I usually bring a backup CD of the operating system, as well as backups of important software that I need on my travels. Bringing a repair CD from which you can start up your computer is also a good addition, in case you have hard disk problems. Norton Utilities and Techtool Pro (Macintosh only) are just a few of the companies offering disk repair and file backup software. These programs can perform scheduled hard disk checks and back up vital file information, in case you need to restore your hard disk.
Instead of bringing a portable printer I have found it more practical to bring a portable, external USB storage device, save the files you would like to print, and then take it to a print shop or internet café for printing. A friend of mine brought a small USB drive to Argentina, which he wore around his neck for ready access. An external USB drive is also great for backing up important files that you are working on, or for storing encrypted passwords.
Power and Connectivity
Although you can get power adapters for airplanes, I have rarely found a power outlet in economy class. So unless you travel in business or first class, it will be difficult to take advantage of your airline adapter. The website Seatguru.com provides diagrams of the fleets of many airlines marking the rows and seats with power outlets for laptops. I have not verified the accuracy of the information, but it is worth checking out. If you plan on using your computer for an extended time during your flight, you should bring a second battery, and change your laptop’s power settings to extend battery life. That way you won’t depend on getting a seat with a power outlet.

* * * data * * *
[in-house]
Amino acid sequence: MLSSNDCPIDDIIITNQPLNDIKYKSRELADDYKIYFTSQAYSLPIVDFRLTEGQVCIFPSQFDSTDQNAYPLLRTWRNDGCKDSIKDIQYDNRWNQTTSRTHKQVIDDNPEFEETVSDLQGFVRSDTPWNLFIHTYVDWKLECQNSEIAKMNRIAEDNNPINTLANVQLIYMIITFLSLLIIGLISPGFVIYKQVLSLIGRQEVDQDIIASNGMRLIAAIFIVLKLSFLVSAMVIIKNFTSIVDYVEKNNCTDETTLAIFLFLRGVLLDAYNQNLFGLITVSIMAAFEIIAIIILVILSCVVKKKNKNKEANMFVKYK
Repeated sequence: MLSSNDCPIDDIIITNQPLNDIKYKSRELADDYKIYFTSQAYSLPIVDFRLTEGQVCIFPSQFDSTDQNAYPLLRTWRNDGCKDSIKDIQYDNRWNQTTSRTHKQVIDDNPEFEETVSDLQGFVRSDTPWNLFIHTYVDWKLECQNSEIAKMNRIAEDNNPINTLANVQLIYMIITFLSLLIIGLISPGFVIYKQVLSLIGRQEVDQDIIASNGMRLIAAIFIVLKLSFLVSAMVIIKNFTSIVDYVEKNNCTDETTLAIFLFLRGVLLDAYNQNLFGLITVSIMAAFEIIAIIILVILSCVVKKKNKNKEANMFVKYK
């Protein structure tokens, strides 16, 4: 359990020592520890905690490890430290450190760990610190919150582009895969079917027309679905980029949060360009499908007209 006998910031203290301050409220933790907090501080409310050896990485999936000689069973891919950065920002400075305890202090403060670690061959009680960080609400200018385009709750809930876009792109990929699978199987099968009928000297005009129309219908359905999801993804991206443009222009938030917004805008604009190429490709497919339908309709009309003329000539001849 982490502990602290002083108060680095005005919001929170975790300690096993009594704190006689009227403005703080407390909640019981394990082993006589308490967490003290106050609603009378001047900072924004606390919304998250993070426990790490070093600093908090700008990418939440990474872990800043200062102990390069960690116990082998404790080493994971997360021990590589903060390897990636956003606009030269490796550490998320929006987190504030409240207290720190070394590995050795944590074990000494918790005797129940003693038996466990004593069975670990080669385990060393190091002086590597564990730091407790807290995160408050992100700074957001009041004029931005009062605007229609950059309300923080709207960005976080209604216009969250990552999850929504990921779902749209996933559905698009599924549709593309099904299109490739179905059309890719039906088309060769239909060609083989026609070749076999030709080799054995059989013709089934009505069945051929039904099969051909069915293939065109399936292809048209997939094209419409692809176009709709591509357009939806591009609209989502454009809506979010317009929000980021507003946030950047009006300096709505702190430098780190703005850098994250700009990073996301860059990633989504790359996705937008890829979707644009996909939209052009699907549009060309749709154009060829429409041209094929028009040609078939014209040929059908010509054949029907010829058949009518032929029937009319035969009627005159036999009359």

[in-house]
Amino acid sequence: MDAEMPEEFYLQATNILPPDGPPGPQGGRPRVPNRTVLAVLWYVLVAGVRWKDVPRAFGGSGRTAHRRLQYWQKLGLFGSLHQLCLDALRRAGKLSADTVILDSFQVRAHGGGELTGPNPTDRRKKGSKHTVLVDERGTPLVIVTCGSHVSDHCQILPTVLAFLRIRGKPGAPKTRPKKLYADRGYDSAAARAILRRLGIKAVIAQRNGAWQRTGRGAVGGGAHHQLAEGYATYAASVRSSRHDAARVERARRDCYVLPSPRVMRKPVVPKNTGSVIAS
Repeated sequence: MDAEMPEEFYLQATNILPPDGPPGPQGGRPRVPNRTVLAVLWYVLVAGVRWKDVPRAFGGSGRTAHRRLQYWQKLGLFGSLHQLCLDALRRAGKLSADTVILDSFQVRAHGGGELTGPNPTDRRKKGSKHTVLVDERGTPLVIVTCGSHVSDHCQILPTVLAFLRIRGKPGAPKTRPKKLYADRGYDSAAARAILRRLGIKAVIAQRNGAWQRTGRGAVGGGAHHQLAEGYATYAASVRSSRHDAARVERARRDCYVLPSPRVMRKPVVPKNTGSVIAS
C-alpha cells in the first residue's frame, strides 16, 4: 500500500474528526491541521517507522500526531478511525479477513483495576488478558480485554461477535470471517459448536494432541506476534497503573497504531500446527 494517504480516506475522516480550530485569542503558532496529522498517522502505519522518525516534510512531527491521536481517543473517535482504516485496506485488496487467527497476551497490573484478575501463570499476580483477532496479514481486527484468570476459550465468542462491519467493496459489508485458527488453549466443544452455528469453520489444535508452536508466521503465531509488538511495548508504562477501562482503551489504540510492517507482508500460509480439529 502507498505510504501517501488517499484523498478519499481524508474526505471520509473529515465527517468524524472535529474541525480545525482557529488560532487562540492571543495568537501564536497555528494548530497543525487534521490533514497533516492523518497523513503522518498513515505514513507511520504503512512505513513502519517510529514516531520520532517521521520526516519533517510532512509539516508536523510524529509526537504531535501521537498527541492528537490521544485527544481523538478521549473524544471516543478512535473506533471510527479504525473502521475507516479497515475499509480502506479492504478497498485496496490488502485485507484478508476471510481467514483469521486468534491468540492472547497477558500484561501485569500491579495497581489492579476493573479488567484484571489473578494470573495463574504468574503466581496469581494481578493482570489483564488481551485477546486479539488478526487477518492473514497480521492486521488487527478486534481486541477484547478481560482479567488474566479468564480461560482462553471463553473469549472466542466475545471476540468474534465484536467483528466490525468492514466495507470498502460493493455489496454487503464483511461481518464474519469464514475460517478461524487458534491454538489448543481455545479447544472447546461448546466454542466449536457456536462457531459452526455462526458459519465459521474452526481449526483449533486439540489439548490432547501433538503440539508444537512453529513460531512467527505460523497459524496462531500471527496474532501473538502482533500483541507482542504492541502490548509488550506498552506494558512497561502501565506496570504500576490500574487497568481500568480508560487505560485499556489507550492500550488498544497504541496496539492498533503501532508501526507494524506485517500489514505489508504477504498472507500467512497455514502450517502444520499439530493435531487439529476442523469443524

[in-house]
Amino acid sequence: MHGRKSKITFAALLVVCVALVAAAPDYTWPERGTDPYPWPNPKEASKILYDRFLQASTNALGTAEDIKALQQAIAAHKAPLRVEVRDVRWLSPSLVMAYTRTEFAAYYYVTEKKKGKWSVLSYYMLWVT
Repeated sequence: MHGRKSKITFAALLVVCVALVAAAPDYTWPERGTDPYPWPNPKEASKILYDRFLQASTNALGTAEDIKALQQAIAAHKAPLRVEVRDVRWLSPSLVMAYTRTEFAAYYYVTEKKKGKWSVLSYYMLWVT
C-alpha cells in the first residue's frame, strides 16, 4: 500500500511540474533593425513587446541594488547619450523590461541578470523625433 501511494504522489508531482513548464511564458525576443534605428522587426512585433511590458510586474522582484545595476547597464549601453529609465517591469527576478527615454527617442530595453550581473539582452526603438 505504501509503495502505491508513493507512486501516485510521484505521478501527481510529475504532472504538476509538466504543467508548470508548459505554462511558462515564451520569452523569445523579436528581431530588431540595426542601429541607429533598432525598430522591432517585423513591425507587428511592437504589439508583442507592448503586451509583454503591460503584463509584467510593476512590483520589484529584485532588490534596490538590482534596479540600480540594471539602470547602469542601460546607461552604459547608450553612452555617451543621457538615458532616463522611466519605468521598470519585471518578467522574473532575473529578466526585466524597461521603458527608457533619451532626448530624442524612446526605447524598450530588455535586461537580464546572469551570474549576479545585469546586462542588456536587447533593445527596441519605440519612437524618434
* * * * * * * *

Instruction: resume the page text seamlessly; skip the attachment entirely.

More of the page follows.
The power grid is unreliable in many developing countries, and a surge protector can save both your power adapter and your computer in case of a power surge. If you plan to send faxes or sign on to the internet via your modem, your surge protect should also include a phone jack. Many new laptops no longer have built in modems, so you may need to bring an external one, if you plan to use it.
Unlike other electrical appliances, laptops don’t require an electrical transformer to work overseas.
Most laptop power adapters can convert voltage from 110-240 to power your computer, which is very practical for traveling. All you need is a plug adapter to accommodate the type of electrical plug used at your destination. To be sure, read the labels on your power adapter, which will tell you the input voltage range of your unit.
With power supply unreliable in many remote areas and developing countries, bringing an extra battery is a good way to ensure that you can put in the working hours you need. Keep in mind that older batteries can suddenly loose charge and you don’t want to be stranded abroad without a working battery. Many travelers make use of downtime while waiting for a train or flight by working on their laptops—so make sure your batteries are in good working condition.